IAS 16 – Core inventories

Date recorded:

The project manager gave an overview of Agenda Paper 15: Core Inventories. She began by saying that the IFRS Interpretations Committee (IFRS IC) had received a request for clarification on whether ‘core inventories’ held in an entity’s own facilities were accounted for as inventories or as property, plant and equipment. Core inventories, she continued, were necessary to start operating and maintain subsequent production, could not be physically separated from other inventories and could be removed only when the production facility was finally decommissioned or at considerable financial charge. The staff recommended to issue a tentative rejection notice. They proposed to clarify in the tentative agenda decision that core inventories that were necessary to bring a property, plant and equipment asset to its required operating conditions, were recognised as an element of property, plant and equipment (PP&E).

One Committee member said that there was significant diversity in practice but that an agenda decision would not be able to solve this. She continued by saying that the definition of core inventory in the proposed tentative agenda decision was not sufficiently clear and that this would give leeway to structuring. Furthermore, she would like to see a discussion of core inventories in light of the definition of ‘inventories’ given by IAS 2 Inventories. She said that she did therefore not support the proposed tentative agenda decision. Another IFRS IC member agreed and said that the staff needed to analyse further as there was significant diversity in practice.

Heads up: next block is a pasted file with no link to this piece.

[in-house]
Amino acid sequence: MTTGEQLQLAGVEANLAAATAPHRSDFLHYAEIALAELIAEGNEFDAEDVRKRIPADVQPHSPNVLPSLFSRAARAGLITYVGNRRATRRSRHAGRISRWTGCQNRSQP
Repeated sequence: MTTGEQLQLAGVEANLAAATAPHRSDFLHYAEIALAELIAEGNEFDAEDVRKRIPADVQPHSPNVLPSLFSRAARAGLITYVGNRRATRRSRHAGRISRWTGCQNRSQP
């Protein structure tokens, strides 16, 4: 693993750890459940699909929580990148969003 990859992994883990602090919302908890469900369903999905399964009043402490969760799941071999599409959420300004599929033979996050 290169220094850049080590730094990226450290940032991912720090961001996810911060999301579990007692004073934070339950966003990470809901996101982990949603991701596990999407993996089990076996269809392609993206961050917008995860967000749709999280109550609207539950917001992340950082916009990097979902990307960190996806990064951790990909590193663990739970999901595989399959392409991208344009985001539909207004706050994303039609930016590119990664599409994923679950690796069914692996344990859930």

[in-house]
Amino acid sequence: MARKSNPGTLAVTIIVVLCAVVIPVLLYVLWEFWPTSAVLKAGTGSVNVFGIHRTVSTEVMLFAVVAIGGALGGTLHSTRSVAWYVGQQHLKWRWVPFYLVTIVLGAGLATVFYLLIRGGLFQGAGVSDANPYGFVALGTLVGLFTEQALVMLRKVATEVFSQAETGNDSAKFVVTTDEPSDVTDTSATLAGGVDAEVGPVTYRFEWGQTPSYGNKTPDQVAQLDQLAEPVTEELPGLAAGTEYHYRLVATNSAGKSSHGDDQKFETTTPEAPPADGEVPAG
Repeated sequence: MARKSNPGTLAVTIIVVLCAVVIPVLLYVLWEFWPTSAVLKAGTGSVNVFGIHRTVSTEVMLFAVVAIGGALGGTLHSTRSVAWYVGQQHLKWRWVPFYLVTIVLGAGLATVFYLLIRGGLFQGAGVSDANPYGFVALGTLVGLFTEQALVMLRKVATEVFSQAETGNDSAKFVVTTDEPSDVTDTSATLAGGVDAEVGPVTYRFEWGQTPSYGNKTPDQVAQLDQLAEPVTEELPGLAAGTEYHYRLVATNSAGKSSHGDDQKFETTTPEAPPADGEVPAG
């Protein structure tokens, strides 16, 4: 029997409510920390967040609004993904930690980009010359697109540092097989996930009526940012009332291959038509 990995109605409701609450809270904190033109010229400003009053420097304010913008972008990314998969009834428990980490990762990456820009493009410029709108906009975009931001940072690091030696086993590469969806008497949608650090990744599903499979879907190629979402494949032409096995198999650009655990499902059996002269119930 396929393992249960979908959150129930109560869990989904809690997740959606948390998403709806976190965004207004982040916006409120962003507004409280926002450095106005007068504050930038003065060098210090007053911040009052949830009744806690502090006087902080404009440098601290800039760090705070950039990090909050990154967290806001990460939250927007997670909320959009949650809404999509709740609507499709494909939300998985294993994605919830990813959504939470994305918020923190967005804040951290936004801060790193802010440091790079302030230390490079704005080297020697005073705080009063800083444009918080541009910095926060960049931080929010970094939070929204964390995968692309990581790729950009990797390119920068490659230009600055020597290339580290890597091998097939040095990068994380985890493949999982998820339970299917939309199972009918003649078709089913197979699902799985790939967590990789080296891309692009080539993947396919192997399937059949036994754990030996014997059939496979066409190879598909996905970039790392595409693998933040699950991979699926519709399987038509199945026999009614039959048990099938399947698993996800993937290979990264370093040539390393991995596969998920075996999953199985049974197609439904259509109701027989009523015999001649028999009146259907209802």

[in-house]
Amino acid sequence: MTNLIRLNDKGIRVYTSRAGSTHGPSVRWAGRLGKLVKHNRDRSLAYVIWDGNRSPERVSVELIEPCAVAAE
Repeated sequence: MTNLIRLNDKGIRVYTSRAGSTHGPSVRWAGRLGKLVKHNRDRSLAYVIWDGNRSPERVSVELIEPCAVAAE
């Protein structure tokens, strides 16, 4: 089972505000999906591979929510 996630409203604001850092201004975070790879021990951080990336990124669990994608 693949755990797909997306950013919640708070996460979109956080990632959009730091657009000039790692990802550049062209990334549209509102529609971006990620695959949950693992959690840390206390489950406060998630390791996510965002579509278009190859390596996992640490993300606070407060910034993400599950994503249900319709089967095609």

One Committee member said that he was fine with the general direction of the agenda decision. He said that PP&E would be the predominant practice so he did not see a problem with diversity in practice. This was supported by another IFRS IC member. He said that he was happy with the notion that it could only be removed when the production facility was finally decommissioned or at considerable financial charge. He said it was important that core inventories were not sold on arbitrage opportunities. This was supported by other Committee members. One of them said that he would like to see the statement in the agenda paper in the actual Standard. Another one of them said that although he agreed, he had concern that there were many things in production processes the Committee did not know about that would fall in the definition and that the proposed tentative agenda decision would be very interpretive.

One IFRS IC member asked whether it would be labelled in financial statements whether things were core inventories or regular inventories. Another Committee member said that if it were PP&E, it should be visible from its useful life and other disclosures.

One Committee member said that when the IFRS IC was dealing with issues that could be covered by two Standards and the Committee decided on which Standard should apply, it was usually in the form of an Interpretation.

An IASB member said that disclosures were important as those inventories could be significantly undervalued and asked the Committee which disclosures would be useful.

The Committee discussed some examples of core inventories and issues that arise from them.

The chairman summarised that there was diversity in practice, that some Committee members were unhappy with the definition of ‘core inventories’ and that some were of the opinion that deciding which Standard to apply would be an Interpretation rather than a rejection notice. Upon asking who would object to taking this item onto the agenda, no one objected.

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